A member of the Confederated Salish and Kootenai Tribes, she was born and raised on her reservation but now resides in Missoula where she has taught for the University of Montana’s Native American Studies Department for the past six years. During this time, she was named UM’s first Eloise Cobell Institute Scholar, a title reserved for faculty who are continuing Cobell’s legacy of working for justice and equity for American Indians and tribal communities. She also currently serves on the board of directors for Western Native Voice.
In 2011, MBPC established the State-Tribal Policy Analyst position to promote sound fiscal and budget policy that can help reverse the history of economic injustice that has led many American Indians to unacceptable levels of poverty, unemployment, and poor health. Our work aims to inform policymakers on how tax and budget choices affect Indian Country, and to increase participation among American Indians in advocacy for sufficient investment in the state budget.
We are excited for all we can accomplish together.
If you would like to contact Heather and welcome her to this important work, you can do so at firstname.lastname@example.org.
States across the country that have expanded Medicaid are experiencing significant savings as well as increased revenue, and as we heard from the Montana health agency this week, we can expect similar experiences here in Montana after the passage of the HELP Act. In case you missed it, MBPC released a new report this week, highlighting the successful enrollment levels in Medicaid – already, over 38,000 Montanans have enrolled– and detailing some effective strategies the state should consider in continuing its outreach to eligible Montanans.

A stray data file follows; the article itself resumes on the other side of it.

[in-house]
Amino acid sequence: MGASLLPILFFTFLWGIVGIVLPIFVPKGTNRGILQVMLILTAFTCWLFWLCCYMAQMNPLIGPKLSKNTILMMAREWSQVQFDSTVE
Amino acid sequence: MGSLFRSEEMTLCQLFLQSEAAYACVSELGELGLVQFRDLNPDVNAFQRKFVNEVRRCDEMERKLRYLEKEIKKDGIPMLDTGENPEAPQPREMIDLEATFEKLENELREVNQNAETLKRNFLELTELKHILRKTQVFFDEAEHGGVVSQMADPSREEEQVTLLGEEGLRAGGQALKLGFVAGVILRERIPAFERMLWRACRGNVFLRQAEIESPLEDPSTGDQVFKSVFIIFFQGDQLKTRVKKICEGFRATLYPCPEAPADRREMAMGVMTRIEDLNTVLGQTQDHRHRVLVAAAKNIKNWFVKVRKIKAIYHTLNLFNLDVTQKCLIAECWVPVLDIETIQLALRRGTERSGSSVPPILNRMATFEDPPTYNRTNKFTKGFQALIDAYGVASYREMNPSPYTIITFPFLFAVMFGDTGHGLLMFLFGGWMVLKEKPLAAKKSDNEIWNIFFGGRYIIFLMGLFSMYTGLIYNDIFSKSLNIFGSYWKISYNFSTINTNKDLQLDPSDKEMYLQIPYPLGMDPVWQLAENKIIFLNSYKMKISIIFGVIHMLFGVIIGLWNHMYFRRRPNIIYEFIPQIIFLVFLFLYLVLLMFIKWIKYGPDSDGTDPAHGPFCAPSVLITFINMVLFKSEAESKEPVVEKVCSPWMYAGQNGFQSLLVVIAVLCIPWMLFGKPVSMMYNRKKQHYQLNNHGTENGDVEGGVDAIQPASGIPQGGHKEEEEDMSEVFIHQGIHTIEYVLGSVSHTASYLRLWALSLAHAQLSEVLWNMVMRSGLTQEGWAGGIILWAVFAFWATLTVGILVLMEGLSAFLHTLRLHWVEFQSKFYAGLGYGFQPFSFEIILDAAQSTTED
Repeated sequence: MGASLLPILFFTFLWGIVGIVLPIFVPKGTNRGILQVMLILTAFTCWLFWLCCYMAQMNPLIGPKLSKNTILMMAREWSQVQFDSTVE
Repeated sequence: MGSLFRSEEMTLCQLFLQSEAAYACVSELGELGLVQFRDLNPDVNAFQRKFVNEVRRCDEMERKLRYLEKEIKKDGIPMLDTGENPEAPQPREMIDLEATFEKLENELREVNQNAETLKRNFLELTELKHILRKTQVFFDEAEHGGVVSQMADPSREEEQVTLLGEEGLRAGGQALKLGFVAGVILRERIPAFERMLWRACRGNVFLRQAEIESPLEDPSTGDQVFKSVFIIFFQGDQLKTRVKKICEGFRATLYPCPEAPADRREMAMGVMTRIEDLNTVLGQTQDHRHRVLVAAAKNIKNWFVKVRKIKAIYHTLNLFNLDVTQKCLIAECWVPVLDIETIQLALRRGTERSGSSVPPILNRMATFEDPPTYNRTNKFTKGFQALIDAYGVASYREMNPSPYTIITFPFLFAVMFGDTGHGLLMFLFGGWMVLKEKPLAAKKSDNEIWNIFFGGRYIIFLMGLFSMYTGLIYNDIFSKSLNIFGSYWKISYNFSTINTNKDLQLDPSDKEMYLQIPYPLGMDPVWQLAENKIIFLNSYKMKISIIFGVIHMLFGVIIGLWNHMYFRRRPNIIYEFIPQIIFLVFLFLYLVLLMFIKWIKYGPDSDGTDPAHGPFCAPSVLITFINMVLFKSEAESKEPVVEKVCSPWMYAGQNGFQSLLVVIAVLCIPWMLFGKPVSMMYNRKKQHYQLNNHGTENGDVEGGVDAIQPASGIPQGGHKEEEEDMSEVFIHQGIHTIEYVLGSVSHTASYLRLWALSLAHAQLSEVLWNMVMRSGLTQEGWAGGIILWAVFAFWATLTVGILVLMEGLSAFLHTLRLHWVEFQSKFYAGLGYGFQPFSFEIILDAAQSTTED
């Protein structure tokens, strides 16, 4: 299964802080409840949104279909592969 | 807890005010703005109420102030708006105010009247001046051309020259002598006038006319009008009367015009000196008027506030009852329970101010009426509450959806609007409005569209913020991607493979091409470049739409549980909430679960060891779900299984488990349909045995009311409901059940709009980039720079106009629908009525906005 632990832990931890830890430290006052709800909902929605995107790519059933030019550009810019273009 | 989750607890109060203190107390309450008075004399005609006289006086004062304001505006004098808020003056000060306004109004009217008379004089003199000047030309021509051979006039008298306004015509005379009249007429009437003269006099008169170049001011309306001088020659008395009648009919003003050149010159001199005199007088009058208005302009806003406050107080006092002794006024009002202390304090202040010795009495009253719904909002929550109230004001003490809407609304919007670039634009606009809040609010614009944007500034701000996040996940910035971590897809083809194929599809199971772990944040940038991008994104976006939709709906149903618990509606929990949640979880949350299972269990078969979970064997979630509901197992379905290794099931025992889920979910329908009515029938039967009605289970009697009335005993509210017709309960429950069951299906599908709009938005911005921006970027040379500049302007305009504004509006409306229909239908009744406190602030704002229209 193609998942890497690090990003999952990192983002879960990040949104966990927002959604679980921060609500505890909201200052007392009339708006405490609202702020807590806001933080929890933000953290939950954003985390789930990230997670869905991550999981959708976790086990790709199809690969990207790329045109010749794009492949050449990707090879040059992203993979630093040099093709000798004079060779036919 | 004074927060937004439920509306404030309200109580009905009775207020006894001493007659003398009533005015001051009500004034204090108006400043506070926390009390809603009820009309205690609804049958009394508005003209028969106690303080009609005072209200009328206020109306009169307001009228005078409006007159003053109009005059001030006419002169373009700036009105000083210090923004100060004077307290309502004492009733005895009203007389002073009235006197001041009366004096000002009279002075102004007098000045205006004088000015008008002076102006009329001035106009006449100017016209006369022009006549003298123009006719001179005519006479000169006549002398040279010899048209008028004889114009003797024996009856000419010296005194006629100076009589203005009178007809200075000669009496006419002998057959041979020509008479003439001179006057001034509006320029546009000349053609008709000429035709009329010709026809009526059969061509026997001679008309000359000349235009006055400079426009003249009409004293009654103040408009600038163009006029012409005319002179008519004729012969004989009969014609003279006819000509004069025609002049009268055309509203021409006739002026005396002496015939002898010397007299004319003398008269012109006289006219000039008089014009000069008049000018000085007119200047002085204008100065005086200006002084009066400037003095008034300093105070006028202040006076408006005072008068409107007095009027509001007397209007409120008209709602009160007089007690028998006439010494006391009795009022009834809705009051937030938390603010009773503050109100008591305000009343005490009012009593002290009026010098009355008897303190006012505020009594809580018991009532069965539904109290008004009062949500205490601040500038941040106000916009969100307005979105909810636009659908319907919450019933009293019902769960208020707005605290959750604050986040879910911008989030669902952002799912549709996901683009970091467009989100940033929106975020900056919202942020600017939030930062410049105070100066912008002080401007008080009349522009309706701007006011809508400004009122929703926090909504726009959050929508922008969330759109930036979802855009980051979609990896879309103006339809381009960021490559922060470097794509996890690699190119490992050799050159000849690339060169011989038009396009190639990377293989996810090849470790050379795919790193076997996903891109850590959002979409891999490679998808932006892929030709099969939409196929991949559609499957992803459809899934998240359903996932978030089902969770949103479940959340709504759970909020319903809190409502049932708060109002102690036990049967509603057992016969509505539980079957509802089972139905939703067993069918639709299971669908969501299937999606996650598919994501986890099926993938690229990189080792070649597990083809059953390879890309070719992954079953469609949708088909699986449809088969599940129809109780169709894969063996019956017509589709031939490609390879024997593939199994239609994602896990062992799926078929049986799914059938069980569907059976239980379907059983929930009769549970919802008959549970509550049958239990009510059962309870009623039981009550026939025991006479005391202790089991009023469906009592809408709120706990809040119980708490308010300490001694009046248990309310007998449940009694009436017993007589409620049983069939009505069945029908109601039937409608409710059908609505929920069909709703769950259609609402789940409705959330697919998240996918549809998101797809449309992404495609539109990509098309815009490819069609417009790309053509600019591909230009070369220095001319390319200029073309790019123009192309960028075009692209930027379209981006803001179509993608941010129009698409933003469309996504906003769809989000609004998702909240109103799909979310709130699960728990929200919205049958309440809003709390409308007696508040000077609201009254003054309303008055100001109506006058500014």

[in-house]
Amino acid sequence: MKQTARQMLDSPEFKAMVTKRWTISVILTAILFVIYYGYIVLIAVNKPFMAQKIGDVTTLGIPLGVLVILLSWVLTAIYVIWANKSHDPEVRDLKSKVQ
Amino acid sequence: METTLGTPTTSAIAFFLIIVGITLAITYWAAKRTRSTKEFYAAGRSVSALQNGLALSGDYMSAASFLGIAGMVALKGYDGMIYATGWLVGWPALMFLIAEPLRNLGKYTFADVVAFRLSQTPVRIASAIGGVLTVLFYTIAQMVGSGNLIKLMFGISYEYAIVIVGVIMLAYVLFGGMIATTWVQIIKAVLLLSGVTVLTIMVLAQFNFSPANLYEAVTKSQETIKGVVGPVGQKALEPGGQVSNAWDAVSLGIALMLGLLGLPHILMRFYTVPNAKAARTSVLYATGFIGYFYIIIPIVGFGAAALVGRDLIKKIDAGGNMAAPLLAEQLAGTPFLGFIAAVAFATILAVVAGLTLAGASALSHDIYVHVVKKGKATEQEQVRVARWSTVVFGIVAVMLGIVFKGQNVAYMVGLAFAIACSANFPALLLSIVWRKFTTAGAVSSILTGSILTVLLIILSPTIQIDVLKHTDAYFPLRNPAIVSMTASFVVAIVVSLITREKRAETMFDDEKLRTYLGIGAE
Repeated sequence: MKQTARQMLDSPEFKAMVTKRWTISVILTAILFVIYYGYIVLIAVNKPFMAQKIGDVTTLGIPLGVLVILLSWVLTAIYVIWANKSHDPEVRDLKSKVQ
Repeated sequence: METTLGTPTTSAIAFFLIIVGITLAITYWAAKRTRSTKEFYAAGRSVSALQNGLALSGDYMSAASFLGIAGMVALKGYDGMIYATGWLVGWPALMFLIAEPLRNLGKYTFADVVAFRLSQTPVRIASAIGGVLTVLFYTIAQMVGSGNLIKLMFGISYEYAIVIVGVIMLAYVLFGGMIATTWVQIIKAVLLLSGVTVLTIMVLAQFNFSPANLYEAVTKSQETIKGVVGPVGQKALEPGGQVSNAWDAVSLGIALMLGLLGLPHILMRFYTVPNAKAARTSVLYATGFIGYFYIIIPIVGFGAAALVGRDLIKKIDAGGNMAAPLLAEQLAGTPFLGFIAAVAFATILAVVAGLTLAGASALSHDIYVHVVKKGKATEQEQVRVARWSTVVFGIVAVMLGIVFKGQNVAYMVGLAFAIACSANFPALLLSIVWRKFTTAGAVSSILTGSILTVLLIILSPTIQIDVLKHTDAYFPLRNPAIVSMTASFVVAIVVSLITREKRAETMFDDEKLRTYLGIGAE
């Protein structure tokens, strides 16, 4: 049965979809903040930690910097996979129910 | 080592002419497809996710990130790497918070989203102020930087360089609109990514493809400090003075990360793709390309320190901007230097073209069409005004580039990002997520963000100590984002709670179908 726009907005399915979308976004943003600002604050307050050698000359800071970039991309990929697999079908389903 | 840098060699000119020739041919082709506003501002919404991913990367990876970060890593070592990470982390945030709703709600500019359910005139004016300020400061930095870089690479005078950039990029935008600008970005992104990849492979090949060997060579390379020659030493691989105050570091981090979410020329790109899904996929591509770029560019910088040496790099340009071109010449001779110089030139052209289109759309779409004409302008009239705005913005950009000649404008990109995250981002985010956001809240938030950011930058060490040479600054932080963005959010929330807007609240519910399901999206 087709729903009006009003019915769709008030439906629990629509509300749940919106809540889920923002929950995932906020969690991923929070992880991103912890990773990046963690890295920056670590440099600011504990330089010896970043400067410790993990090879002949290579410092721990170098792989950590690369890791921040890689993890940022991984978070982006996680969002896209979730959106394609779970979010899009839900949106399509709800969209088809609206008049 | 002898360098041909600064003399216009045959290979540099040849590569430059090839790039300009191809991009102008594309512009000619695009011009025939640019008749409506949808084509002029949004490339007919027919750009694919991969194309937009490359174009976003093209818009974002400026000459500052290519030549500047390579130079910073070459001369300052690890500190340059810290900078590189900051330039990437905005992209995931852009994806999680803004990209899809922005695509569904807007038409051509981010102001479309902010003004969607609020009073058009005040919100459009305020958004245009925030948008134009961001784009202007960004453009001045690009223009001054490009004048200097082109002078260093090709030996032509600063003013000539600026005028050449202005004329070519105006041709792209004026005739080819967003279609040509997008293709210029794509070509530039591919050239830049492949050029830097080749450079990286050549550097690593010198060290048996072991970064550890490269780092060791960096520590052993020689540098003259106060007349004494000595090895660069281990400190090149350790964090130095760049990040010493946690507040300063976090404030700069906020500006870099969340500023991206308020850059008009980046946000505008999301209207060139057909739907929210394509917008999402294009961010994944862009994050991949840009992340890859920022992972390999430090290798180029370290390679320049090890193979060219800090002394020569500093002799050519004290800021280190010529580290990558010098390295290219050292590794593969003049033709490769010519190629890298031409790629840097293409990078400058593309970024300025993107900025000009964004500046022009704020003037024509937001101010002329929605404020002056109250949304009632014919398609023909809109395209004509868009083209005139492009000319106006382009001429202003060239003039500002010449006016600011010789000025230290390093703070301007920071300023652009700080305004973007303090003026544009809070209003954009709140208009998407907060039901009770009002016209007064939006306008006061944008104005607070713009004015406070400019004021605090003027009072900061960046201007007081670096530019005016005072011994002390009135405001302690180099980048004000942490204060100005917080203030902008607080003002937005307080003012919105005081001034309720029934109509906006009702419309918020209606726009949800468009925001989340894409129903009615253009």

The Department of Public Health and Human Services also announced this week that the State of Montana has already experienced $3 million in savings to the state general fund, and over $37 million in NEW federal dollars invested in communities across the state.
Based on other states’ experiences, Montana can expect continued good news as enrollment grows. A new study out this month shows that all expansion states should expect to see state budgetary savings and additional revenue.
As we’ve talked about before, the federal government pays 100% of the cost of expansion. That match will gradually scale down, but will never drop below 90%. This compares to a federal match of about 70% for the previously eligible Medicaid population. States have been able to “transfer” a portion of that previously eligible population into the new adult group covered at the higher federal match. For the individual, insurance won’t look any different (or in some cases, may be better!), but the state will see savings on what it has to spend on Medicaid. We’ve already seen this in Montana – with the state receiving the higher match for over 8,000 individuals previously covered by Medicaid. This translates to over $3 million in savings to the state general fund.
The report also details additional savings, through lower uncompensated care costs and less pressure on state resources for mental and behavioral health programs, public health programs, and health care services for prisoners. Because many of those who access these programs are now eligible for Medicaid, they can get preventative care and other services they need at lower cost to the state. We don’t yet have data for Montana, but the research shows that savings in other states have exceeded expectations.
Additionally, those new federal dollars into Montana communities have rippling effects all over the state. Even when the federal share scales down to a 90% matching rate, this is still a good deal for states, because these federal funds generate new economic activity that wouldn’t have happened otherwise. A simple comparison is when someone living outside of Montana visits and spends money in the state. Unlike a state resident choosing to spend a dollar in one area of the state economy versus another, our state economy reaps the benefits of that new out-of-state dollar. As the article points out, for every 90 cents in federal funds to pay for one dollar of new Medicaid spending, the state should expect $1.35 to $1.80 in state economic activity, supporting jobs and increasing tax revenues for state and local governments.